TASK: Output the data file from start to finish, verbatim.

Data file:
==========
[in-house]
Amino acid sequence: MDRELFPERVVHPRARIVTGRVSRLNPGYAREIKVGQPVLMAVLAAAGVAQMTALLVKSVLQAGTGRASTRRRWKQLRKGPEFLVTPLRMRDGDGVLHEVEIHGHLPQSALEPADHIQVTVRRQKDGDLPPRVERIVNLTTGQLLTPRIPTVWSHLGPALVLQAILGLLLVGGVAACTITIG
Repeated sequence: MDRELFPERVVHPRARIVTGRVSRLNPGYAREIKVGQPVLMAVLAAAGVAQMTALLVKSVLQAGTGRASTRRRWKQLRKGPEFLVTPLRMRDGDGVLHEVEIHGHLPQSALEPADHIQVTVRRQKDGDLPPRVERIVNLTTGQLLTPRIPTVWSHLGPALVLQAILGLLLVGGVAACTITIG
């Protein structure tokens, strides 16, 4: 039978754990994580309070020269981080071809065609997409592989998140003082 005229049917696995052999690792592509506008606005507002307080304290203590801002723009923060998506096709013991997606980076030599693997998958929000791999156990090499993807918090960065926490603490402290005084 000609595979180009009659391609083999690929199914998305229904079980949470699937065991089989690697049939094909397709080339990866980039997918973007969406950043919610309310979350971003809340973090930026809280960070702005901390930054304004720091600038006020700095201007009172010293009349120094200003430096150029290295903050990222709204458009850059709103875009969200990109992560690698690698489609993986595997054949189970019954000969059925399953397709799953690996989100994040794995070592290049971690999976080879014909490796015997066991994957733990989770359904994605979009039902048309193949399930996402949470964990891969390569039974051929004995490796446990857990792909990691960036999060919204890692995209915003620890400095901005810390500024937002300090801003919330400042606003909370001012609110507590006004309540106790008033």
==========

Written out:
[in-house]
Amino acid sequence: MDRELFPERVVHPRARIVTGRVSRLNPGYAREIKVGQPVLMAVLAAAGVAQMTALLVKSVLQAGTGRASTRRRWKQLRKGPEFLVTPLRMRDGDGVLHEVEIHGHLPQSALEPADHIQVTVRRQKDGDLPPRVERIVNLTTGQLLTPRIPTVWSHLGPALVLQAILGLLLVGGVAACTITIG
Repeated sequence: MDRELFPERVVHPRARIVTGRVSRLNPGYAREIKVGQPVLMAVLAAAGVAQMTALLVKSVLQAGTGRASTRRRWKQLRKGPEFLVTPLRMRDGDGVLHEVEIHGHLPQSALEPADHIQVTVRRQKDGDLPPRVERIVNLTTGQLLTPRIPTVWSHLGPALVLQAILGLLLVGGVAACTITIG
């Protein structure tokens, strides 16, 4: 039978754990994580309070020269981080071809065609997409592989998140003082 005229049917696995052999690792592509506008606005507002307080304290203590801002723009923060998506096709013991997606980076030599693997998958929000791999156990090499993807918090960065926490603490402290005084 000609595979180009009659391609083999690929199914998305229904079980949470699937065991089989690697049939094909397709080339990866980039997918973007969406950043919610309310979350971003809340973090930026809280960070702005901390930054304004720091600038006020700095201007009172010293009349120094200003430096150029290295903050990222709204458009850059709103875009969200990109992560690698690698489609993986595997054949189970019954000969059925399953397709799953690996989100994040794995070592290049971690999976080879014909490796015997066991994957733990989770359904994605979009039902048309193949399930996402949470964990891969390569039974051929004995490796446990857990792909990691960036999060919204890692995209915003620890400095901005810390500024937002300090801003919330400042606003909370001012609110507590006004309540106790008033």